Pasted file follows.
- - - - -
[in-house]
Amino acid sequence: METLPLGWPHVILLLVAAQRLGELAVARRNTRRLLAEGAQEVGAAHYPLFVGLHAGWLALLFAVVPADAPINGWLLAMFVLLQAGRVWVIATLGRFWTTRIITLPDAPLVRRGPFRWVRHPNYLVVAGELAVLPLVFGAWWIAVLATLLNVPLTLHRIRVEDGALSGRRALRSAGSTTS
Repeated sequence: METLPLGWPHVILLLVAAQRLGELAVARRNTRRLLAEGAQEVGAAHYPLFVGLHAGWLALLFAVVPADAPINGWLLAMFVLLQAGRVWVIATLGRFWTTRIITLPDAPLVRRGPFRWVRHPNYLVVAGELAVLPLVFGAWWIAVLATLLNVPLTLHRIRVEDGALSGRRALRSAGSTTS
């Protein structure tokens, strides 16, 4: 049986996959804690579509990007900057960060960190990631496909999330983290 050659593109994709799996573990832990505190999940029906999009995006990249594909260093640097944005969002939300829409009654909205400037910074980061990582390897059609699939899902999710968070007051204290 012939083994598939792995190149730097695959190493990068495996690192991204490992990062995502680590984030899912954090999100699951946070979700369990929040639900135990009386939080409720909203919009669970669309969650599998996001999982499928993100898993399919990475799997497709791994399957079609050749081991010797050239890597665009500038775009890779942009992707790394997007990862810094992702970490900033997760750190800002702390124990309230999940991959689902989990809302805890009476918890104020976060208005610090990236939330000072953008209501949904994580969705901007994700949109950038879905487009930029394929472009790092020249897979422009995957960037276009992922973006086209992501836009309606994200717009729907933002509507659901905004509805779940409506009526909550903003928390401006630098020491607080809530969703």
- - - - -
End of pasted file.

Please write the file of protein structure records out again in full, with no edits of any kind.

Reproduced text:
[in-house]
Amino acid sequence: METLPLGWPHVILLLVAAQRLGELAVARRNTRRLLAEGAQEVGAAHYPLFVGLHAGWLALLFAVVPADAPINGWLLAMFVLLQAGRVWVIATLGRFWTTRIITLPDAPLVRRGPFRWVRHPNYLVVAGELAVLPLVFGAWWIAVLATLLNVPLTLHRIRVEDGALSGRRALRSAGSTTS
Repeated sequence: METLPLGWPHVILLLVAAQRLGELAVARRNTRRLLAEGAQEVGAAHYPLFVGLHAGWLALLFAVVPADAPINGWLLAMFVLLQAGRVWVIATLGRFWTTRIITLPDAPLVRRGPFRWVRHPNYLVVAGELAVLPLVFGAWWIAVLATLLNVPLTLHRIRVEDGALSGRRALRSAGSTTS
């Protein structure tokens, strides 16, 4: 049986996959804690579509990007900057960060960190990631496909999330983290 050659593109994709799996573990832990505190999940029906999009995006990249594909260093640097944005969002939300829409009654909205400037910074980061990582390897059609699939899902999710968070007051204290 012939083994598939792995190149730097695959190493990068495996690192991204490992990062995502680590984030899912954090999100699951946070979700369990929040639900135990009386939080409720909203919009669970669309969650599998996001999982499928993100898993399919990475799997497709791994399957079609050749081991010797050239890597665009500038775009890779942009992707790394997007990862810094992702970490900033997760750190800002702390124990309230999940991959689902989990809302805890009476918890104020976060208005610090990236939330000072953008209501949904994580969705901007994700949109950038879905487009930029394929472009790092020249897979422009995957960037276009992922973006086209992501836009309606994200717009729907933002509507659901905004509805779940409506009526909550903003928390401006630098020491607080809530969703």